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Denmark no longer to automatically accept U.N. refugee resettlement quota

Staff Writer |
Denmark will no longer automatically accept a quota of refugees under a U.N. resettlement program.

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That comes after passing a law that enables the government to determine how many can enter each year.

Since 1989, Denmark has agreed to take 500 refugees a year selected by the United Nations under a program to ease the burden on countries that neighbor war zones.

But after the European migration crisis in 2015 brought almost 20,000 claims for asylum, Denmark has refused to take any U.N. quota refugees.

Under the new law, the immigration minister will decide how many refugees will be allowed under the U.N. program, with 500 now the maximum except in an “exceptional situation”.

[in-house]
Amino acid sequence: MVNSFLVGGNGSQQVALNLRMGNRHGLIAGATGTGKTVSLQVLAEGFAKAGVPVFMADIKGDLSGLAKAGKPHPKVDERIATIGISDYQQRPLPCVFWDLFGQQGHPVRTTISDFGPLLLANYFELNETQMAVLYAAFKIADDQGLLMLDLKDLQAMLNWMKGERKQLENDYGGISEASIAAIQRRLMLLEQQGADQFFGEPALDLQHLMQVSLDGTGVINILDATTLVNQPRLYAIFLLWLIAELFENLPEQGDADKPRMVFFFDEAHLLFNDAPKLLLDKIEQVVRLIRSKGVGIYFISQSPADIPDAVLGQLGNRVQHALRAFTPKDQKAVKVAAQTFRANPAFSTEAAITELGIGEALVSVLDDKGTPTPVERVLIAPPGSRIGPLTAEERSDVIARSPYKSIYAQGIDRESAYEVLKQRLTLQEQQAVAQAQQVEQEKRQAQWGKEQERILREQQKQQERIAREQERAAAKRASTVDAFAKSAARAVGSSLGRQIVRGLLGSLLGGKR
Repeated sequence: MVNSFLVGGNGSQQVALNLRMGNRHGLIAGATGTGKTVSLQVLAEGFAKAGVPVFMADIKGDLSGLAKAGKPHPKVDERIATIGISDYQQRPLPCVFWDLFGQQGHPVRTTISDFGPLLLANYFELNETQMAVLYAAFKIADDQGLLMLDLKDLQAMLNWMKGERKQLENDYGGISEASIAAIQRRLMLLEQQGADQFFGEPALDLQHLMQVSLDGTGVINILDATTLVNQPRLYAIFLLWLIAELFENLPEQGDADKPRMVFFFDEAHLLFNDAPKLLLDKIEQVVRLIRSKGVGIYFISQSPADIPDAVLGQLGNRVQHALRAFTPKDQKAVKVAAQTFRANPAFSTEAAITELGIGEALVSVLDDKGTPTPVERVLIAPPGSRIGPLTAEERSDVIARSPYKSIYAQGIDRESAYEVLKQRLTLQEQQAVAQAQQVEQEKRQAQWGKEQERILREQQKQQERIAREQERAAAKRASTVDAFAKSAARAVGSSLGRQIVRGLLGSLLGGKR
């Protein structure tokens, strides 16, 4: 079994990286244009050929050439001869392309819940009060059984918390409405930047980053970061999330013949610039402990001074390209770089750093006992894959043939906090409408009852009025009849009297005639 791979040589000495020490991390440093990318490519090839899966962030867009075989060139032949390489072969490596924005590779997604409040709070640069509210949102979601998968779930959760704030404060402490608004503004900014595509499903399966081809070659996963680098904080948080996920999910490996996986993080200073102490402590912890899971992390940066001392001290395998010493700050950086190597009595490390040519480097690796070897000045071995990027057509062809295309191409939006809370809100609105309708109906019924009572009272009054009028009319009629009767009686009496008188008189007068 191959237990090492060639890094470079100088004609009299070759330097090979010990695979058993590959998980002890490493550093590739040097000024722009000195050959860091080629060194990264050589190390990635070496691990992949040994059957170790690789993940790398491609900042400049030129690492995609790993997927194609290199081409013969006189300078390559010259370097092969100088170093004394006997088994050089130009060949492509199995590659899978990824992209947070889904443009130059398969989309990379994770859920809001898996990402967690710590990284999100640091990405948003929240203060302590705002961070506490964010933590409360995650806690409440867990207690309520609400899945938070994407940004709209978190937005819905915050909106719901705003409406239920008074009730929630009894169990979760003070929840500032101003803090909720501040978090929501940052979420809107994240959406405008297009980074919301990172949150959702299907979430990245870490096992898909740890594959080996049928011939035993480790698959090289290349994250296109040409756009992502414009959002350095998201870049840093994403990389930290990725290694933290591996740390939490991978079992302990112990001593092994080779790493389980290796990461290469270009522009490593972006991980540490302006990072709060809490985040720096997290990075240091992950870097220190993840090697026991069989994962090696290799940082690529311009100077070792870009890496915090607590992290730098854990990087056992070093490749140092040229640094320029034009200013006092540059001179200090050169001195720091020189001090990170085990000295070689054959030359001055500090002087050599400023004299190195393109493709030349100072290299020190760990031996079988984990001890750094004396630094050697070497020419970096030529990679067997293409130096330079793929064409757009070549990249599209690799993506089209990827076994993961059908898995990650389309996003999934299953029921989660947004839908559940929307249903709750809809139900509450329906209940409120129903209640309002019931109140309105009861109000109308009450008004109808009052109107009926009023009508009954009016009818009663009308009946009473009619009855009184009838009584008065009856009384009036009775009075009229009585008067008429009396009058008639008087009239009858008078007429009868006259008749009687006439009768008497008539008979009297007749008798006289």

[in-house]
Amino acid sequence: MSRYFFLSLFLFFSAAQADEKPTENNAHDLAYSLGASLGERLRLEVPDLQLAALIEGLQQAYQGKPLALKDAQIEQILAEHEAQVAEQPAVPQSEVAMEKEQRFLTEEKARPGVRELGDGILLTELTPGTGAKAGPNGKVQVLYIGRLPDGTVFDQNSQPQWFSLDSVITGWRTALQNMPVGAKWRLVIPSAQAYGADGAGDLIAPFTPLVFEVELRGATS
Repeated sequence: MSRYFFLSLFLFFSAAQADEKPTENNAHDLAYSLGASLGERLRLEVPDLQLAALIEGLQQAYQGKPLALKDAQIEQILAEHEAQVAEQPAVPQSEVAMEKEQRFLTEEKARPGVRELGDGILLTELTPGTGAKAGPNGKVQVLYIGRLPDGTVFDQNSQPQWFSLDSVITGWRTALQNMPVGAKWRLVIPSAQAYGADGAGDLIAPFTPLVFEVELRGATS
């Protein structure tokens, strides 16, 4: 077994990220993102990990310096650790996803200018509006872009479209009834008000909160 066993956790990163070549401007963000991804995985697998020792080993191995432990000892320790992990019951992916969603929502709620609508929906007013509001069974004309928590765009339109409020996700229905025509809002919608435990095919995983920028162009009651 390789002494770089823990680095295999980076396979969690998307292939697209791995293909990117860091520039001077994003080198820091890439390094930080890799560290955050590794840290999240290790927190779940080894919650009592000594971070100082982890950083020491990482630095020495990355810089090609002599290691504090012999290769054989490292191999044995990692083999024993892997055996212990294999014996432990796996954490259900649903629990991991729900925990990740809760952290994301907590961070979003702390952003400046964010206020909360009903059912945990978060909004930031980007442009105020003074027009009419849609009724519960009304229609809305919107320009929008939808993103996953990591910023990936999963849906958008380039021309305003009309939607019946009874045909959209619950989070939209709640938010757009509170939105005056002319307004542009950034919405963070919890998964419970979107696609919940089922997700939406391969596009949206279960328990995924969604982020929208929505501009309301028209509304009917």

“It’s hard to predict how many refugees and migrants will show up at the border to seek asylum, and we know it may be hard to integrate those who arrive here,” Immigration and Integration Minister Inger Stojberg said last month when her ministry proposed the law.

Last year, more than 6,000 people claimed asylum in Denmark. Between January and November this year just over 3,000 people did.

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